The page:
Paper No. 41-3
Presentation Time: 2:05 PM
THE RUTGERS GEOLOGY MUSEUM AND ITS ROLE IN THE EVOLUTION OF THE 19TH AND 20TH CENTURY GEOSCIENCE COLLEGE CLASSROOM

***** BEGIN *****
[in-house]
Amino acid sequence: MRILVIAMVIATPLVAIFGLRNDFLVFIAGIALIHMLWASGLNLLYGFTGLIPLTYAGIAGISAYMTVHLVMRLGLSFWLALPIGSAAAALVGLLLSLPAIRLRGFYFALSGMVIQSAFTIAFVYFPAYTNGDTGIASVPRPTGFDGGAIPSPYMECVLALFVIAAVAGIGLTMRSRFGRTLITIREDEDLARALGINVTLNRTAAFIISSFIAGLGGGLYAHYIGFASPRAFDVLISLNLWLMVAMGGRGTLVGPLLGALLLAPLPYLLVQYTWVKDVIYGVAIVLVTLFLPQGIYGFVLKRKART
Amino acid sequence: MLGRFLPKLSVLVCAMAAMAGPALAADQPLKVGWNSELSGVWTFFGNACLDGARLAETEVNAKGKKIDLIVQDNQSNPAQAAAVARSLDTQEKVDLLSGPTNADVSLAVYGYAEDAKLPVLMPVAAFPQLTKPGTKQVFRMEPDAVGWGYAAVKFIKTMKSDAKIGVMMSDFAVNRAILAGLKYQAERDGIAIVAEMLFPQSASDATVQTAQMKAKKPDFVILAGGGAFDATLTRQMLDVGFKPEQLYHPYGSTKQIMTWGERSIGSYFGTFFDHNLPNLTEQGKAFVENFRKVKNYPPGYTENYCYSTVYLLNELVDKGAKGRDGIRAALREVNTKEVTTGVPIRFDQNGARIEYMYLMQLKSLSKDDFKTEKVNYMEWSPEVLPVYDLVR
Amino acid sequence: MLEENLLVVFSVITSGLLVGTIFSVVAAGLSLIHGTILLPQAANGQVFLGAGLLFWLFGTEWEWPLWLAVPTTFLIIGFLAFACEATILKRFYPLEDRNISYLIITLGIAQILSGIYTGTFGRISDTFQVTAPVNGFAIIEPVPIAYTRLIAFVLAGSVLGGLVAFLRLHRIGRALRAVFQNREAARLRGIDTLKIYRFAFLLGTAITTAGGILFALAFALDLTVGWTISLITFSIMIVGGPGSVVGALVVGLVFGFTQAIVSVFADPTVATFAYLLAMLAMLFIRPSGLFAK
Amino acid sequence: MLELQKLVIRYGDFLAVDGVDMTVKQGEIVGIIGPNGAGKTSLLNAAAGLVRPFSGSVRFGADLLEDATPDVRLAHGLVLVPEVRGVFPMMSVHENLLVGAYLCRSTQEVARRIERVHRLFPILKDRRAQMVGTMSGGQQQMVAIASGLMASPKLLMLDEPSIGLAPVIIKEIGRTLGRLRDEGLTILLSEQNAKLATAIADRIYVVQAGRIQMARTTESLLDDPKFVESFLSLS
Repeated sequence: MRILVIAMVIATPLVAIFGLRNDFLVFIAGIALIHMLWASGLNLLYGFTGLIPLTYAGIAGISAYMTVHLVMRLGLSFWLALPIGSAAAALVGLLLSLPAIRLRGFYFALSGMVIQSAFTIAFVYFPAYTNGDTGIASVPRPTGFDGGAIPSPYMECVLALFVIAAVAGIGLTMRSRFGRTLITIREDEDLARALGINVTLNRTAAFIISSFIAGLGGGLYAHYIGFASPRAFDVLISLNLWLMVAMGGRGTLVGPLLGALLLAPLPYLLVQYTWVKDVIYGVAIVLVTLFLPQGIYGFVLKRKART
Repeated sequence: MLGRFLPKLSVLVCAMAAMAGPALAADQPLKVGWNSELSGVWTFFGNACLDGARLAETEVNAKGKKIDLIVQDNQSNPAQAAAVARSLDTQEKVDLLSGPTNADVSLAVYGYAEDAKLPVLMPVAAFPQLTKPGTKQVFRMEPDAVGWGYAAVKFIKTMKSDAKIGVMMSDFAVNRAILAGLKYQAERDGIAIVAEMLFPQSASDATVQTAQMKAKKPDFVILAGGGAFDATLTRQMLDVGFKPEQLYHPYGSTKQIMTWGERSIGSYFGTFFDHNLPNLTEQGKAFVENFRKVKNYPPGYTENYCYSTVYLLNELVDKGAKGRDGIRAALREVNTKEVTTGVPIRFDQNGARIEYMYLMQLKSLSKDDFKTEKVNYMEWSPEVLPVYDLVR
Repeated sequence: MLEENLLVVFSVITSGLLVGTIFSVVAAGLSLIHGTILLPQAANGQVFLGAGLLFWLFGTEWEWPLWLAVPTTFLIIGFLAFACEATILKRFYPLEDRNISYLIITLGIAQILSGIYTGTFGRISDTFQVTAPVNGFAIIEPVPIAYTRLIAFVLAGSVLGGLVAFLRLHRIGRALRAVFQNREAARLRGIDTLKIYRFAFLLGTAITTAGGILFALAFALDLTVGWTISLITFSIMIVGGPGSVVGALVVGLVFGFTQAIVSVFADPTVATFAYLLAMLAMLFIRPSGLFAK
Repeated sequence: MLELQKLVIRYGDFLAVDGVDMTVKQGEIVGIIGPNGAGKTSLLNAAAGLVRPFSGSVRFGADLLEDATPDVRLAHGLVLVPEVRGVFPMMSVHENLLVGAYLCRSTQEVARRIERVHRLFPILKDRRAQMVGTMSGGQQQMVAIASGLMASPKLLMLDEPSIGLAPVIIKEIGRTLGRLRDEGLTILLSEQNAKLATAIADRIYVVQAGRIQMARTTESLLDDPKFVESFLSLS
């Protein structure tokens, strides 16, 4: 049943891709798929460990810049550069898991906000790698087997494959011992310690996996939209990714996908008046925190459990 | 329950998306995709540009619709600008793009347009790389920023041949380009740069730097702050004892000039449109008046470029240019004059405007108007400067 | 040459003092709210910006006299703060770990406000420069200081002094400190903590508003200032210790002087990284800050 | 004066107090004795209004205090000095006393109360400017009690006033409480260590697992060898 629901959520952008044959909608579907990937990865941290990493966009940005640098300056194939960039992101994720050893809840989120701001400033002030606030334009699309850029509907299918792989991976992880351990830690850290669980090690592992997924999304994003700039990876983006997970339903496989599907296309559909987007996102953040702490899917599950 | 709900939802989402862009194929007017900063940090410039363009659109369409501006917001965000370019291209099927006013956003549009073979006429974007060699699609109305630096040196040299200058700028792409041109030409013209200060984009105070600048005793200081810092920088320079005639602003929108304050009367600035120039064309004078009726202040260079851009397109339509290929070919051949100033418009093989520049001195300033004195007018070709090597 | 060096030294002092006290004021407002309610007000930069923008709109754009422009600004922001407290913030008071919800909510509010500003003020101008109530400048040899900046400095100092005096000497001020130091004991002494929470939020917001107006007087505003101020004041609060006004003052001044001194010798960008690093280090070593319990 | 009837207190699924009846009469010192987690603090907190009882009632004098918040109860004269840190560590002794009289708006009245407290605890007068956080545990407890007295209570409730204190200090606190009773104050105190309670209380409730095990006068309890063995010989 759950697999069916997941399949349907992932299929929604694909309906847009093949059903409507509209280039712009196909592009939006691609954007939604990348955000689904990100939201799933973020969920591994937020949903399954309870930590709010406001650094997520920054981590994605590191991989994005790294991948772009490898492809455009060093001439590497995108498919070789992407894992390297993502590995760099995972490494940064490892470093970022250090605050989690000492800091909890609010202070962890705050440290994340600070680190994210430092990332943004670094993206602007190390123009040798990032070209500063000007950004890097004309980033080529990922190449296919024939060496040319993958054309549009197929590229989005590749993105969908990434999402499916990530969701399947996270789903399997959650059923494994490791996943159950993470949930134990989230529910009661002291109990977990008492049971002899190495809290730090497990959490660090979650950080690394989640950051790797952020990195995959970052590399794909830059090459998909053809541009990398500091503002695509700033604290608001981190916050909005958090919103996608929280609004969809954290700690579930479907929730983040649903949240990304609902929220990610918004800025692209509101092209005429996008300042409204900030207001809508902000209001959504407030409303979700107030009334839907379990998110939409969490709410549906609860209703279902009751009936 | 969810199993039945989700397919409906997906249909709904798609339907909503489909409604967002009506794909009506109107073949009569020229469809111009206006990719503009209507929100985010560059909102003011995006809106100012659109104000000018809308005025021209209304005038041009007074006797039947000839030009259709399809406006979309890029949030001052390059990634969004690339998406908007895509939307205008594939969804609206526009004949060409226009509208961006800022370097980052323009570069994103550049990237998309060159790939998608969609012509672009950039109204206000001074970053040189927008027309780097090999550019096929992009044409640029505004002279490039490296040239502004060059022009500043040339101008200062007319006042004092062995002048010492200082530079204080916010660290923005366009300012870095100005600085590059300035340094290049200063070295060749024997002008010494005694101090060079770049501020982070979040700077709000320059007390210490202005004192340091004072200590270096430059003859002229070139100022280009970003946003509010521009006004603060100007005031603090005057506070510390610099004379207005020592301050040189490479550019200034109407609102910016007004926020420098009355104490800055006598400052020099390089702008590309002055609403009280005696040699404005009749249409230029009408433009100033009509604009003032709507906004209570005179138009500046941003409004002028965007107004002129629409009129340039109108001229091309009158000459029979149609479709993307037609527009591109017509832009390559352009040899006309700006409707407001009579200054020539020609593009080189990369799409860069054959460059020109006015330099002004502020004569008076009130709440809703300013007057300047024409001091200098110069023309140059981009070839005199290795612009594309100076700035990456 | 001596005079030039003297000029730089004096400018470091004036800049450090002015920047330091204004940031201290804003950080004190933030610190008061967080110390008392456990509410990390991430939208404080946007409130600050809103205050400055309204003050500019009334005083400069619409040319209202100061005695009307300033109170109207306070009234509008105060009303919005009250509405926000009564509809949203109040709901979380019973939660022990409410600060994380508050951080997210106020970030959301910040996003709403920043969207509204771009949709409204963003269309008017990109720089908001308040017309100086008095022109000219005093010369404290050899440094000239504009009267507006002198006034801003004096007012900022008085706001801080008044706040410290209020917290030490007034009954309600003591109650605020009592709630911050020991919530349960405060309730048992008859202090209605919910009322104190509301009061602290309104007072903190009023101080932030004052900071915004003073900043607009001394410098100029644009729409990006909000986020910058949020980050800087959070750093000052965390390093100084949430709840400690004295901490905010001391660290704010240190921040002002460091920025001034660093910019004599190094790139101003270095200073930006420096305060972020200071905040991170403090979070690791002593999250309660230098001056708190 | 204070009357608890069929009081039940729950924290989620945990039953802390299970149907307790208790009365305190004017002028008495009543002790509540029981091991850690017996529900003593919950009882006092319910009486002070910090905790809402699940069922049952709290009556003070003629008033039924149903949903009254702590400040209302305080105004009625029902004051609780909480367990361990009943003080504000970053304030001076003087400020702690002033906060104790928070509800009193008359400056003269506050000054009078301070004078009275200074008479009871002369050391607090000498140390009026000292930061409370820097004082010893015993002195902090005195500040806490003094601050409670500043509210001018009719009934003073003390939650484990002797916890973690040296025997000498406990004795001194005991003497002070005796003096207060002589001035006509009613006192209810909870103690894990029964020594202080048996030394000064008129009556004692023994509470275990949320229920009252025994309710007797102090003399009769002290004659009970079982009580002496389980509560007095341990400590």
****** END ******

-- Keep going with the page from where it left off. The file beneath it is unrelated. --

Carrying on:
The Geology Museum at Rutgers University is one of the earliest examples in the United States of a natural history museum dedicated to scientific instruction and display of the university “cabinets” or collections. It is unique in that the basic structural components of the building and museum are in tact and that the historic collections are still housed in the original space. The collections have played an important role in shaping geoscience education at the university and date back to 1830 when the student run Society for Natural History requested funds from the University for a cabinet and textbooks to store and study the specimens they collected as part of their course work. In that same year, Lewis C. Beck started teaching geology at the University and further added to the “cabinet” of minerals through his fieldwork as the mineralogist for the New York Natural History Survey. As college curriculums started to incorporate more courses in geology, there arose an increasing demand for public access to these collections. The strong campus presence of the Society for Natural History and the designation of Land Grant Status at Rutgers University in 1864 were instrumental in establishing a scientific school and demanding a space in which to conduct the systematic study of the relevant natural history curiosities. The museum was completed in 1872 under the director of George H. Cook and the study, arrangement, and classification of the collections became the focal point of many of the geology courses and faculty members until the early 1900’s. Geology was officially named a department in 1931 and the primarily teaching based department grew as more courses and faculty were added. The museum remained an integral part of the department as courses were held in the building and outreach programs and exhibits were created. In 1977 the Geology Department was relocated from inside the museum to another campus and college courses were no longer held within the building. Today the museum maintains an active role in the education of not only college students but also generations of K-12 students through its various educational and outreach programs and events.